Passive Voice in Professional Documents

I am an experienced software engineer of many a year.  I subscribe and read MSDN magazine, I also read many of the popular technical programming and design books on the shelves.  In comparison, it is always an interesting change spending the day reading and updating professional documentation, written by software engineers (who do not write for public media).  In most cases, there is an apparent distinction between the grammars in each scenario.  Many of us tend to write the way we speak, which can often lead to very informal and difficult to read text.

I am not an English major by any means, and I rely heavily on the tools to perform spell and grammar checking for the words I write.  I especially lean on the help provided by the grammar checker in Microsoft Word.  Before writing any new documentation, I make sure that I crank up the grammar settings so that Word can catch any misnomers in my English.  By default, Word does not check the style of your documentation, which includes checking for passive voice errors. 

Changing the writing style from “Grammar” to “Grammar & Style” in the Word Grammar will put Word on steroids, and all of a sudden, your document will show more green than the moldy piece of cheese left in your refrigerator for the last 6 months.  Word will now underline all the grammar errors that affect the reading style, including passive voice and split infinitives. 

Why is passive voice so important? 

In short, passive voice makes a document hard to read because passive sentences are often wordy, do not always define the subject in context, and often leave the reader with ambiguity. 

The following sentence is an example of passive voice:

“Log files are typically opened and closed on a daily basis.”

The presence of the “are” in the sentence makes the sentence passive.  The following, less wordy, sentence is revision of the one above, and uses active voice:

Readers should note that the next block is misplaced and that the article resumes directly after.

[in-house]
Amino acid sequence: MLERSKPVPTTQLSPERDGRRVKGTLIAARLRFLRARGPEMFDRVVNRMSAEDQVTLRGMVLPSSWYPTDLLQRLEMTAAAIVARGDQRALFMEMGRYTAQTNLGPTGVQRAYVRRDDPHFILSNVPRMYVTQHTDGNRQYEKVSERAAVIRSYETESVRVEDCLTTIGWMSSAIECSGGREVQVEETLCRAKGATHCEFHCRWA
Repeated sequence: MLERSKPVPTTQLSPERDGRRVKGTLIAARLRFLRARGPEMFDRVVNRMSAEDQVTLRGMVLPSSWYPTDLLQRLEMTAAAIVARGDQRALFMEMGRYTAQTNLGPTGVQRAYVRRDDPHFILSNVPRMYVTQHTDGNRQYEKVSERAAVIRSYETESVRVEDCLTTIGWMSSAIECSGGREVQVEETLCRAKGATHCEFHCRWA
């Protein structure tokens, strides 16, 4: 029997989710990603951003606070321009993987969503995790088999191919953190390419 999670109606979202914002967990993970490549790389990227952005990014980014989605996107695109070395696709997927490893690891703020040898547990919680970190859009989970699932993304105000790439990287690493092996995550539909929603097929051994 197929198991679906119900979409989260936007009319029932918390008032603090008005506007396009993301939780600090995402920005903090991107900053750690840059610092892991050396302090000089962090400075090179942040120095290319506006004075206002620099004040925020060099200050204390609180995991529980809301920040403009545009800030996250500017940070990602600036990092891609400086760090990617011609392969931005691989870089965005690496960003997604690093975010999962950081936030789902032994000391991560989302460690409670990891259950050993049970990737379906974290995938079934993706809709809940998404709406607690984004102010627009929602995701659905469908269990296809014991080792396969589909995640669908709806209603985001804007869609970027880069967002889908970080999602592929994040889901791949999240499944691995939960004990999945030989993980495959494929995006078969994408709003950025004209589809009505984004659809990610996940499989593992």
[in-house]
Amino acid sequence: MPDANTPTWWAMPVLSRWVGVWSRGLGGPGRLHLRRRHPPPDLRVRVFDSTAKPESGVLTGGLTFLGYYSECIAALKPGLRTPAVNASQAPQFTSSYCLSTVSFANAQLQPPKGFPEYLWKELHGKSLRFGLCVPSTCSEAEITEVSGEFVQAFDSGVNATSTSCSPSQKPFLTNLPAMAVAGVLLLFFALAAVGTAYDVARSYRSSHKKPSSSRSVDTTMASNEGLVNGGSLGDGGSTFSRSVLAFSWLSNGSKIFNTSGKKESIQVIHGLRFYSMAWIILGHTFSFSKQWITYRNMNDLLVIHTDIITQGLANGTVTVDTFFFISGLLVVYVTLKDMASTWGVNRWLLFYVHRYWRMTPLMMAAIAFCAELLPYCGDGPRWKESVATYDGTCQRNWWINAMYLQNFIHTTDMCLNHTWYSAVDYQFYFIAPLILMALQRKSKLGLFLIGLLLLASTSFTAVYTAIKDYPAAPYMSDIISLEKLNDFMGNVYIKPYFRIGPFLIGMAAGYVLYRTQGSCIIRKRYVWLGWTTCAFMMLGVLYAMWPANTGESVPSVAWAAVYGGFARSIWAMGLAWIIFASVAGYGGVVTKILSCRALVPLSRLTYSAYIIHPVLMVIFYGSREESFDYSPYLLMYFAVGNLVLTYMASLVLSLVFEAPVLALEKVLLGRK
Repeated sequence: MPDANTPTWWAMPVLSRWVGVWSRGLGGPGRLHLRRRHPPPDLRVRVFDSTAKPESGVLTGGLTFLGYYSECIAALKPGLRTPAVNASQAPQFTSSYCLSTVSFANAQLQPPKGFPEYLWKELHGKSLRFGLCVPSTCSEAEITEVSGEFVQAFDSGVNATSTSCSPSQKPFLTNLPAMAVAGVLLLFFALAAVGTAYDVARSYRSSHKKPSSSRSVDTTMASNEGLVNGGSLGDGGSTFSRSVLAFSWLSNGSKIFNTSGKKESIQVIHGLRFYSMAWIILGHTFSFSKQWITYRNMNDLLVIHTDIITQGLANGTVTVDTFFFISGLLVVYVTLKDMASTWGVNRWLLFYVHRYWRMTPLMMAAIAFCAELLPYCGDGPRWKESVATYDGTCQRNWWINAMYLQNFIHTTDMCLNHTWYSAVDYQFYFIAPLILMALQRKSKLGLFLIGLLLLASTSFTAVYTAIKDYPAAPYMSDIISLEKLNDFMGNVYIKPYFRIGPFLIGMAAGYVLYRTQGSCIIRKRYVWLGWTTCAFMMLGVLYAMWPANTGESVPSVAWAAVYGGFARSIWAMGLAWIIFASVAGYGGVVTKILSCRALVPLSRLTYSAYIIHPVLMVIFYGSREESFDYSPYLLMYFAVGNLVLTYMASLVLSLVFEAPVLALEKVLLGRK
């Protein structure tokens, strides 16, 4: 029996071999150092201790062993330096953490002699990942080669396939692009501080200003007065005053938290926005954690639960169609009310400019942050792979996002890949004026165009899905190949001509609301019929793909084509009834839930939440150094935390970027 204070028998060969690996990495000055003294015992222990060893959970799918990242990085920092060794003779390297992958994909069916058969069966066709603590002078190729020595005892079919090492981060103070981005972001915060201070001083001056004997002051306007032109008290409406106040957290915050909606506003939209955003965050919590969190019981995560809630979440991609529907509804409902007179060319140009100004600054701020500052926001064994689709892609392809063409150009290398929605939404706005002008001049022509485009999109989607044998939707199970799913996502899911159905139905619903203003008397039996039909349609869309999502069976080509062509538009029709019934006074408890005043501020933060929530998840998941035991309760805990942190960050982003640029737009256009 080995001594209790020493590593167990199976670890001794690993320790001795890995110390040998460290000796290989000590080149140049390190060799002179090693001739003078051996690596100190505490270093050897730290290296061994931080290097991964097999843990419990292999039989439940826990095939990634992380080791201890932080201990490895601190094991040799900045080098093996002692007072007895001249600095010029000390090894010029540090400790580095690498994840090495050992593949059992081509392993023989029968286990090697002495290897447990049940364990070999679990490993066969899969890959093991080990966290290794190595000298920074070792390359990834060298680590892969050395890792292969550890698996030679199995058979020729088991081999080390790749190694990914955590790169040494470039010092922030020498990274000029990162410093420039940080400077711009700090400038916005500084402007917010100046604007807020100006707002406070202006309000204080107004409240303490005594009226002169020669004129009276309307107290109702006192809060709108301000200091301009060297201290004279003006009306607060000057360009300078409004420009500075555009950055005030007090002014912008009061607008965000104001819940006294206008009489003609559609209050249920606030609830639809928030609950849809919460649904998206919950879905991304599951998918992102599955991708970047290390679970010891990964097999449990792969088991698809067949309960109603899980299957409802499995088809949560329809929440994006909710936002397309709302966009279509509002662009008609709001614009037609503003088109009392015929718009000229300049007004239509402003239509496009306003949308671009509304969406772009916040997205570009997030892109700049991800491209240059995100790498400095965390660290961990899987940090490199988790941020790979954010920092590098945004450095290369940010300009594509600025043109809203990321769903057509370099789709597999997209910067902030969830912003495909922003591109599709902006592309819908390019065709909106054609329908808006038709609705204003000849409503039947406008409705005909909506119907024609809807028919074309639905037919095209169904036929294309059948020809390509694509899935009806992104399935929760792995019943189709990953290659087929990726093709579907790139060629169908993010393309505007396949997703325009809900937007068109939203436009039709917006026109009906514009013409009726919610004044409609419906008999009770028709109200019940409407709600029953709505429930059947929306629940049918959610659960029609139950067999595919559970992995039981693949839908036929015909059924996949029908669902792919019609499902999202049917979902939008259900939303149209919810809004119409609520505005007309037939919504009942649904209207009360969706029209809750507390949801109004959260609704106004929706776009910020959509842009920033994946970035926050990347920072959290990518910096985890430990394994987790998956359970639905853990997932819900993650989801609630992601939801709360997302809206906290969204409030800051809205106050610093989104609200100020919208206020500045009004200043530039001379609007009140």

“Typically, log files open and close daily.”

When writing professional documents, such as those documenting software engineering concepts, it is important that the content by clear, concise, and easy to read.  Active Voice assists the reader of a document by presenting an alert, personal, and demanding spin on the wording.  Writing professional documentation is different to writing a post on your weblog; professional documentation should convey a clear understanding of subject matter by the writer and enable the reader to gain a similar depth of knowledge on the subject. 

When writing your document, be aware of the following words in your sentences, because they signify the passive voice:

*is being
*has been
*have been
*had been
*should be

Articulating in text software engineering concepts is no easy task (ask anyone who has written a technical book), but the tools are there to help you.  Next time you need to publish a document to your peers or project-working group, why not look at the passive voice content in your document – you will receive a lot more praise from your readers if you convert your document to active voice.

One thought on “Passive Voice in Professional Documents

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    Wow, I am glad my crusade against passive voice is catching on! Passive voice is “any form of the verb ‘to be’ followed by any other verb.” Passive voice causes confusion because, in most cases, there is no subject in the sentence. There is an action and the object that is the target of the action, but no one is doing the action. Your list shows some common scenarios of active voice (a form of be + verb). However, the word "were" is not by itself passive voice. Consider the following sentence:
    <br>&quot;We were 10 years old.&quot;
    <br>This is not passive voice. Now, consider this:
    <br>&quot;The papers were written by programmers.&quot;
    <br>This is passive voice. This sentence is poor style because the reader sees a story in reverse. First, the reader is lead to believe that the papers are doing something. Then, the reader finds out that the papers are actually the target of the verb. Someone wrote the papers. Who wrote the papers? Only after reading the entire sentence does the reader understand that “programmers wrote the papers.” The following is a similar example of passive voice (with no subject).
    <br>“The papers were written last Monday.”

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